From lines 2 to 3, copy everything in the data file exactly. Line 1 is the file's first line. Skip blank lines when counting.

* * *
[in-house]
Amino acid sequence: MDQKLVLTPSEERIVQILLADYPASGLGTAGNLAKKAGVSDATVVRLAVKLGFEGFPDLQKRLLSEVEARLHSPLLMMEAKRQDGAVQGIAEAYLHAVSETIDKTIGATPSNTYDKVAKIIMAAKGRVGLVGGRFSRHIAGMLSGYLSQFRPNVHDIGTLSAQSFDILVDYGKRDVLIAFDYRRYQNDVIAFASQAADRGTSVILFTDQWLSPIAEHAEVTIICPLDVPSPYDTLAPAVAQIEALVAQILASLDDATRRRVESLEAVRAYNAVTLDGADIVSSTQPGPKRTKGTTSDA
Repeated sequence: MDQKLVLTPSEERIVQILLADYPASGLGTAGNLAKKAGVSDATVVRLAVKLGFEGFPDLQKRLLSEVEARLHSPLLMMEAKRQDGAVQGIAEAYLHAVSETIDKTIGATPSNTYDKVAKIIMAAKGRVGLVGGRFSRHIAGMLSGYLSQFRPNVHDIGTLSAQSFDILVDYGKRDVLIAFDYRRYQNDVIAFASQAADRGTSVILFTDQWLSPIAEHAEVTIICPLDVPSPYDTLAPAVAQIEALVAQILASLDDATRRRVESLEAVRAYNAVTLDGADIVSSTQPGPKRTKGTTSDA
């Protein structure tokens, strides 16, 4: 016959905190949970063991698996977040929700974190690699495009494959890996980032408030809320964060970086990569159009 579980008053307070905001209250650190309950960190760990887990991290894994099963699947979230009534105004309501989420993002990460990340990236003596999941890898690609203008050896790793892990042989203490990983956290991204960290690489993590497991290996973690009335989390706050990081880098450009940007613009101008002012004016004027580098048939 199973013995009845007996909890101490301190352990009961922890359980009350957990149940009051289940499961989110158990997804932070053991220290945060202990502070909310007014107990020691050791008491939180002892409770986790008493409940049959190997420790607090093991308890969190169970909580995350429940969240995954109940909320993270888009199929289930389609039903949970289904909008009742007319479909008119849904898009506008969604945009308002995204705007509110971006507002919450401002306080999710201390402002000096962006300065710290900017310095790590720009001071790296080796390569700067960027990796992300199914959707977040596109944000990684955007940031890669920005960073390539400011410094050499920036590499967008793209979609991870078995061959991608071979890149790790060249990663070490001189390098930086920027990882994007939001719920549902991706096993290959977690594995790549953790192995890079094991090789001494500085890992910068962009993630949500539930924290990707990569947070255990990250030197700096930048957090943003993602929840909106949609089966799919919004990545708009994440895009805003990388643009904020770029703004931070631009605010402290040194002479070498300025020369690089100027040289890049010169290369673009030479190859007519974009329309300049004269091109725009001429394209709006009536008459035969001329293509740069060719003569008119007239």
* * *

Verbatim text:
Amino acid sequence: MDQKLVLTPSEERIVQILLADYPASGLGTAGNLAKKAGVSDATVVRLAVKLGFEGFPDLQKRLLSEVEARLHSPLLMMEAKRQDGAVQGIAEAYLHAVSETIDKTIGATPSNTYDKVAKIIMAAKGRVGLVGGRFSRHIAGMLSGYLSQFRPNVHDIGTLSAQSFDILVDYGKRDVLIAFDYRRYQNDVIAFASQAADRGTSVILFTDQWLSPIAEHAEVTIICPLDVPSPYDTLAPAVAQIEALVAQILASLDDATRRRVESLEAVRAYNAVTLDGADIVSSTQPGPKRTKGTTSDA
Repeated sequence: MDQKLVLTPSEERIVQILLADYPASGLGTAGNLAKKAGVSDATVVRLAVKLGFEGFPDLQKRLLSEVEARLHSPLLMMEAKRQDGAVQGIAEAYLHAVSETIDKTIGATPSNTYDKVAKIIMAAKGRVGLVGGRFSRHIAGMLSGYLSQFRPNVHDIGTLSAQSFDILVDYGKRDVLIAFDYRRYQNDVIAFASQAADRGTSVILFTDQWLSPIAEHAEVTIICPLDVPSPYDTLAPAVAQIEALVAQILASLDDATRRRVESLEAVRAYNAVTLDGADIVSSTQPGPKRTKGTTSDA